In France, 81% of vineyards are treated with herbicides to protect against weeds, whose water and nutritional consumption compete with the needs of the primary crop. These chemical products pollute groundwater and neighboring spaces as well as being a health risk to farmers, neighbors and animals. "Natural" solutions do exist, such as using hoes or setting out plant-based or artificial mulch. However, the former is time-consuming and can lead to the degradation of vine stocks and irrigation systems, and the latter, while effective, must be renewed every 2 to 3 years and can be costly.
Using a recycled agricultural material, Inovinéa designed a permanent artificial mulch and sought out help from Irstea to analyze the effectiveness of the device, quantify the flow of water and measure its impact on biological life in the soil.
100% efficient in controlling weeds
The Symbio tile is a result of a meeting between Inovinéa and Irstea at the SITEVI 2015 trade fair. It comprises several 90cm to 1 meter modules that attach to the foot of the vines, just after planting. It can also incorporate an integrated surface drip irrigation system, thereby protecting the grains from being eaten by rodents. Following the initial tests performed under various climate and water conditions in 2016, the tile was modified to improve its water distribution by recovering rain and irrigation water. This is the most appealing aspect of this innovative product. Not only does it reduce the use of herbicides, it also optimizes water input for plants, in a context of water scarcity.
In addition to the known advantages of mulch (stopping any weed regrowth, retaining soil humidity and protecting against soil erosion), the Symbio tile is uniquely able to recover rain, even in small amounts, limiting water loss through evaporation to between 10 and 30%. Furthermore, “and in contrast to other mulches placed directly on the ground, the air that circulated under the cover of the Symbio allows fauna such as snails and worms to thrive, encouraging the reactivation of the biological properties of the soil,” explains Patrick Rosique, project coordinator at Irstea. After six months of experiments on three vines in 2017, researchers noted that the soil under the crops with the mulch was richer, with organic biomass increasing from 0.8% to 1.02%.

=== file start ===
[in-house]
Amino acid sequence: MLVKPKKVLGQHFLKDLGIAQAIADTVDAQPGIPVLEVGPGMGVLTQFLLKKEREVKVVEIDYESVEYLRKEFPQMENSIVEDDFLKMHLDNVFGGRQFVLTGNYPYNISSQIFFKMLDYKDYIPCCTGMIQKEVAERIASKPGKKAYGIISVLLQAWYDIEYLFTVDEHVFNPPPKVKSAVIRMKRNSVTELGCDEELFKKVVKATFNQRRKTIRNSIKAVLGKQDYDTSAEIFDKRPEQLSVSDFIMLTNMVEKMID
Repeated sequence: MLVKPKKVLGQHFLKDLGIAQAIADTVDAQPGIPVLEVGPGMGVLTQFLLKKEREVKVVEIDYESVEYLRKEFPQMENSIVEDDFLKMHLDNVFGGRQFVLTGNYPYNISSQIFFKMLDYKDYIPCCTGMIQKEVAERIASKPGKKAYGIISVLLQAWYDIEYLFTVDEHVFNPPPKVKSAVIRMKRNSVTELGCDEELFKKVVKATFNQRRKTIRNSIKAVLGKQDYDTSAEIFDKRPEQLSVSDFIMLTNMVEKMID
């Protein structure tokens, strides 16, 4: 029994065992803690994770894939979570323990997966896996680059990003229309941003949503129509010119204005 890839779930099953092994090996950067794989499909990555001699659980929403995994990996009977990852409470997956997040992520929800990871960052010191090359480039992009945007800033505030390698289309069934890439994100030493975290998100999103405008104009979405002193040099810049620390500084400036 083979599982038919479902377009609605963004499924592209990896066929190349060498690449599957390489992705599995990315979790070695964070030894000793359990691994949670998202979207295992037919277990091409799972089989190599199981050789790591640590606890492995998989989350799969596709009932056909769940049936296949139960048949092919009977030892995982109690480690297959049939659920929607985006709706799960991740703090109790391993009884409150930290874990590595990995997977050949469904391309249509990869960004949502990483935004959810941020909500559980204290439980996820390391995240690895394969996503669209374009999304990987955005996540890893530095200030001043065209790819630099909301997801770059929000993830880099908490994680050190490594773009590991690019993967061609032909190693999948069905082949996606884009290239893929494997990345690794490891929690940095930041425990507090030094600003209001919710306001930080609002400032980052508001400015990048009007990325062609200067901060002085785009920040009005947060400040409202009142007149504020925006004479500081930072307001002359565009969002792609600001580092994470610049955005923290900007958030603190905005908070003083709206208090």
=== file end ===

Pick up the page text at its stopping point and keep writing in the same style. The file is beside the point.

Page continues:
And with the Symbio tile, there is no need to change mulch after 2 or 3 years as it is permanent. It is a relevant solution to replace toxic chemical herbicides, reduce the regular use of mechanical tools, and help improve working conditions for farmers. “Weeding represents between 5 and 15 hours of work per hectare per year depending on the geographical region and management method. The Symbio tile removes a step in the cropping process. It provides significant time savings,” explains Céline Gelay-Turtaut, associate manager at Inovinéa. Presented at the Tech&Bio exhibition and at SITEVI 2017, the patented device generated interest from professionals and the first orders have already been fulfilled.
What about profitability? Patrick Rosique is currently evaluating the economic profitability of the mulch in relation to existing solutions according to various production costs and climate conditions, for farmers as well as communities. The results of this socioeconomic study are expected in September 2018. At the same time, Inovinéa is working to reduce the cost of the recycled raw material for the mulch. As the use of herbicides as weed control will be illegal for private gardens in 2019, the start-up is also looking at mulch solutions for market gardens.
For now, discover the product at the International Agriculture Show from February 24 to March 4, 2018, and meet with Patrick Rosique as part of Irstea's talk "Growing innovation together".
For more information
- Special feature. Innovations for effective and sustainable agriculture
- Consult the web page of the Water Management, People and Uses (G-EAU) unit at the Irstea Montpellier Center
- Contact. Patrick Rosique, project coordinator at Irstea
 Source: 2010-Agreste study